Don't Take My Kodachrome Away! Eastman Kodak and the Loss of System Control in the Digital Era
Kestel, Joseph James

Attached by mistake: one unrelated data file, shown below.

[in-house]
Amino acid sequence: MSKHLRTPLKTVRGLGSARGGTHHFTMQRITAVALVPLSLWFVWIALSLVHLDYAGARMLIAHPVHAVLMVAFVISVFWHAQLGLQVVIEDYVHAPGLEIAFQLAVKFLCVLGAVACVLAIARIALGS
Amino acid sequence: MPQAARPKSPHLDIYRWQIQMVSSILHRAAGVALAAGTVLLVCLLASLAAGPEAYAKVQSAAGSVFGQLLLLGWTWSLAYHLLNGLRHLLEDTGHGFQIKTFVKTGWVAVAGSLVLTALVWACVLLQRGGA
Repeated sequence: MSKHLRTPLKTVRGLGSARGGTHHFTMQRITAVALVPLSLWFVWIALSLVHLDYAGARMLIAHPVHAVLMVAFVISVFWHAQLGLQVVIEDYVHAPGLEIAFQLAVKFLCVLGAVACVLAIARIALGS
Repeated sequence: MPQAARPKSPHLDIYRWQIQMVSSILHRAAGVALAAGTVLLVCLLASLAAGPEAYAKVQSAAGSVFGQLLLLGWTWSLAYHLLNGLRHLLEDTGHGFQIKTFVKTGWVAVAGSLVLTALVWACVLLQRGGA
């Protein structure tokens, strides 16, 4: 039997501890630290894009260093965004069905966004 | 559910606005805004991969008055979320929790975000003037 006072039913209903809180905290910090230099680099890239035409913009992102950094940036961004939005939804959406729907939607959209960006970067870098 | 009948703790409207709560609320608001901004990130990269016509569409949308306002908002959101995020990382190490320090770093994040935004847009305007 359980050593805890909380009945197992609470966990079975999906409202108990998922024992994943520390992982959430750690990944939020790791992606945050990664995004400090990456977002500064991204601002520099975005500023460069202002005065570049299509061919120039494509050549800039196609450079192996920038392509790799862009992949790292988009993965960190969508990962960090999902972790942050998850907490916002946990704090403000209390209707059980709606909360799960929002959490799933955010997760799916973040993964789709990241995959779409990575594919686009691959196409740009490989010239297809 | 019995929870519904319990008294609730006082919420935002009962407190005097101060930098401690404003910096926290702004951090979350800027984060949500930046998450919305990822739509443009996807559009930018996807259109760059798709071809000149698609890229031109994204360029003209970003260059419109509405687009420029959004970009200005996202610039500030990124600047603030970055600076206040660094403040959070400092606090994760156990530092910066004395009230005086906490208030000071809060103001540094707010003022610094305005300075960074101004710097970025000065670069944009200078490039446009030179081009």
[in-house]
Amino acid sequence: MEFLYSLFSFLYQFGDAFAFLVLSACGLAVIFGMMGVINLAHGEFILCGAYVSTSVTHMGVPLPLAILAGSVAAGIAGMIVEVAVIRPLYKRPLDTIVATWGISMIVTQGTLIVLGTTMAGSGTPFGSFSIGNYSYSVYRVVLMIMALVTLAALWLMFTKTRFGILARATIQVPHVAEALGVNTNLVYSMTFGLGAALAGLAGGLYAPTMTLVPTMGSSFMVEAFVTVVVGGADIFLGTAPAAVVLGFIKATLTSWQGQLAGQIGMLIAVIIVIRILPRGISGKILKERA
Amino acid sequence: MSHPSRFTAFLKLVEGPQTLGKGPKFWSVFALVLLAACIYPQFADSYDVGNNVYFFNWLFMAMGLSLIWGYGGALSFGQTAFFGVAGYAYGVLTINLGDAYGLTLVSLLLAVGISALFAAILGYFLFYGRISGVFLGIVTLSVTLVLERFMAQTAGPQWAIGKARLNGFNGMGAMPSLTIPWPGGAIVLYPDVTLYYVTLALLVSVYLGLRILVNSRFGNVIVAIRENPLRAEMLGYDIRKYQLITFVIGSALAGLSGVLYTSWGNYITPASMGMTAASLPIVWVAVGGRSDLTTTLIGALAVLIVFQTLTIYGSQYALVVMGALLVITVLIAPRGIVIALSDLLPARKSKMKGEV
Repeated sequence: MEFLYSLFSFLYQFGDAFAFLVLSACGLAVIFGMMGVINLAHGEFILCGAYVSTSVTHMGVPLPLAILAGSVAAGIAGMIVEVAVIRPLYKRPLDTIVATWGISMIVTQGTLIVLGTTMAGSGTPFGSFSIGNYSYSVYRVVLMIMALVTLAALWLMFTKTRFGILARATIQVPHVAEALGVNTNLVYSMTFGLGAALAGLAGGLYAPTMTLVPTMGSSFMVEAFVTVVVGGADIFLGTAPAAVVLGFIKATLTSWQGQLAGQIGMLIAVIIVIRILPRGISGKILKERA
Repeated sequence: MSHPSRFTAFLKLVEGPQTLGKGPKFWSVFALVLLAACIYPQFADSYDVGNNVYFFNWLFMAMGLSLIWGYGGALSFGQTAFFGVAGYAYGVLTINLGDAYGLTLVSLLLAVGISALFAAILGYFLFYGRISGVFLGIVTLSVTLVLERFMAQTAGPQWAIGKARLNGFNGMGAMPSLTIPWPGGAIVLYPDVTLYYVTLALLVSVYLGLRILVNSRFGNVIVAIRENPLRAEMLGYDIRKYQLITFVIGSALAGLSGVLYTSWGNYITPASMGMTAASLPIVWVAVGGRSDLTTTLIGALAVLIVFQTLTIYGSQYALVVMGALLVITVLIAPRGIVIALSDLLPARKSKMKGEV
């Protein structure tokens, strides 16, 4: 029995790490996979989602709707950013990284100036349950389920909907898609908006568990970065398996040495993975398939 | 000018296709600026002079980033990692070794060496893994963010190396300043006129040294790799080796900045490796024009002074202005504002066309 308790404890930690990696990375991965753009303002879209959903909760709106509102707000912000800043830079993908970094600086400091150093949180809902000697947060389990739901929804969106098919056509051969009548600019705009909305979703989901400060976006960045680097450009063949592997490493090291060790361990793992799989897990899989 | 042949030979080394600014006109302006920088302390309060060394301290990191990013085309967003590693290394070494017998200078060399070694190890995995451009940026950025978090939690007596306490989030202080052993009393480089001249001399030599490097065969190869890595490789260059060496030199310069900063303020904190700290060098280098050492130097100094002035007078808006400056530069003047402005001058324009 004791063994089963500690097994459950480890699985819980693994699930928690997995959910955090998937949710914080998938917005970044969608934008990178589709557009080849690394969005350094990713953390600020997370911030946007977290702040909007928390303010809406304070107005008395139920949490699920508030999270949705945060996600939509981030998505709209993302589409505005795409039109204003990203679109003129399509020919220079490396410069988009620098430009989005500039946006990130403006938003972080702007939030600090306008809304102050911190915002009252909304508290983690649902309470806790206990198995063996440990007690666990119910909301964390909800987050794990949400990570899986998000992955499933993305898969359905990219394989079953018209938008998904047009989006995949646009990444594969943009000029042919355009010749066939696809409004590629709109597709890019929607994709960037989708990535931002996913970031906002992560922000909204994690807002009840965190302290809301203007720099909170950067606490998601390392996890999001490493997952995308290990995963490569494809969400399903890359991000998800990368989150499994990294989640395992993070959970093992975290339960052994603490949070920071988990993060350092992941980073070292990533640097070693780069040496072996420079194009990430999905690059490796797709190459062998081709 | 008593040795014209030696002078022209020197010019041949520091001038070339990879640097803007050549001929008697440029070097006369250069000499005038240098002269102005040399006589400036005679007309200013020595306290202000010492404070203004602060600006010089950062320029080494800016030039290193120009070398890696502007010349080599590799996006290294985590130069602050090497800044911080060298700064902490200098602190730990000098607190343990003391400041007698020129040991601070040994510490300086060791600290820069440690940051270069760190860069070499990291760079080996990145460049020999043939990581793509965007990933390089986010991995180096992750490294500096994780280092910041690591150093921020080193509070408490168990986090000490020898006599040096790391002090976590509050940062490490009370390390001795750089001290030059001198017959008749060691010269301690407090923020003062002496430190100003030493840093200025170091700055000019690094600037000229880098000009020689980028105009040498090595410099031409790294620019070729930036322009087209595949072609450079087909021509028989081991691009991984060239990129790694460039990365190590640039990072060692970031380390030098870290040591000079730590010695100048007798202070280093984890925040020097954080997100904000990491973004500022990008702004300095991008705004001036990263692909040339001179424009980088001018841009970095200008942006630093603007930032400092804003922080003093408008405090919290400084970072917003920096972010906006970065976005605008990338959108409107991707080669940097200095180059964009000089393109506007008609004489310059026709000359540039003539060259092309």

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Photography is inherently technological, based as it is on intricate chemical processes. George Eastman famously created the conventional photographic system, making the technology widely available to a mass market. Using the systems approach, I show how the Eastman Kodak Company consolidated critical photographic technologies through acquisition and research in the beginning of the twentieth century. Once the company achieved predominance in the industry, it set about expanding its markets. However, as the non-chemical elements of the technology advanced in the 1970s and beyond, the market changed. At the same time, foreign competitors matched and even surpassed Kodak's production efficiencies, threatening the company as never before. Just as Kodak began facing serious price competition in the 1980s for the first time in decades, electronics manufacturers introduced video camcorders and, later, digital still cameras. Dismissed by Kodak managers as inferior, the radical technology advanced far more rapidly than Kodak's chemical research. Computers in particular guided consumers to embrace new values, emphasizing a means of imaging that the conventional system could not match. Eastman Kodak's success with the older system created a protective mindset that led its managers to focus very narrowly on the survival of film. They viewed the new competitive landscape skeptically, and as a result they stifled innovation and prevented the company from aggressively competing in emerging technologies.
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